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Exp Neurol. 2004 Nov;190(1):245-53.

Time-dependent reduction in Abeta levels after intracranial LPS administration in APP transgenic mice.

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Alzheimer Research Laboratory, Department of Pharmacology and Therapeutics, University of South Florida, Tampa, FL 33612-4799, USA.


Inflammation has been argued to play a primary role in the pathogenesis of Alzheimer's disease (AD). Lipopolysaccharide (LPS) activates the innate immune system, triggering gliosis and inflammation when injected in the central nervous system. In studies described here, APP transgenic mice were injected intrahippocampally with 4 or 10 microg of LPS and evaluated 1, 3, 7, 14, or 28 days later. Abeta load was significantly reduced at 3, 7, and 14 days but surprisingly returned near baseline 28 days after the injection. No effects of LPS on congophilic amyloid deposits could be detected. LPS also activated both microglia and astrocytes in a time-dependent manner. The GFAP astrocyte reaction and the Fcgamma receptor microglial reaction peaked at 7 days after LPS injection, returning to baseline by 2 weeks postinjection. When stained for CD45, microglial activation was detected at all time points, although the morphology of these cells transitioned from an ameboid to a ramified and bushy appearance between 7 and 14 days postinjection. These results indicate that activation of brain glia can rapidly and transiently clear diffuse Abeta deposits but has no effect on compacted fibrillar amyloid.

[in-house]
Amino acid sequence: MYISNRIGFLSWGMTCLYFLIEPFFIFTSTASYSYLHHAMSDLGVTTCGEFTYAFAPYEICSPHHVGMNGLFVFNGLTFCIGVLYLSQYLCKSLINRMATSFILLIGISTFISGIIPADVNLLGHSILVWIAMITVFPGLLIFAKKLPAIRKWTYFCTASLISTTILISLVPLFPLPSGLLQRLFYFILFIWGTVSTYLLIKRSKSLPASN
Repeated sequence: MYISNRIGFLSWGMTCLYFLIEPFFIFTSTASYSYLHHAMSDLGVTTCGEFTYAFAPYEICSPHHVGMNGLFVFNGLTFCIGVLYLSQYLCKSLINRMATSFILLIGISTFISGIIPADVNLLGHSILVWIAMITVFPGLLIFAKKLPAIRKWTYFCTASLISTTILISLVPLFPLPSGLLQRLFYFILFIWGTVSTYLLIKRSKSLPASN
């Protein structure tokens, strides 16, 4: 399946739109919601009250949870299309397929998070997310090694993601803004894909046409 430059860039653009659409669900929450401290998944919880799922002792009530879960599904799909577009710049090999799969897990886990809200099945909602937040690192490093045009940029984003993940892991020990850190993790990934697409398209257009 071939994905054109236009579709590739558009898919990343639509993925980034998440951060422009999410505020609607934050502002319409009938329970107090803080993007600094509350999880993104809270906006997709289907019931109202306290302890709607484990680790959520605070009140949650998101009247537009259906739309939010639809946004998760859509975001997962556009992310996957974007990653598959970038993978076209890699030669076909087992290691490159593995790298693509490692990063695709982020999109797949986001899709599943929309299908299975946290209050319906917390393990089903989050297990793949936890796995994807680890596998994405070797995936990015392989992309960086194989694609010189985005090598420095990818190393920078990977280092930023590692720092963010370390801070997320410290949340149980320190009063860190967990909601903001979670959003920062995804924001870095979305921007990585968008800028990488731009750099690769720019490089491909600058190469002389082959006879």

[Indexed for MEDLINE]

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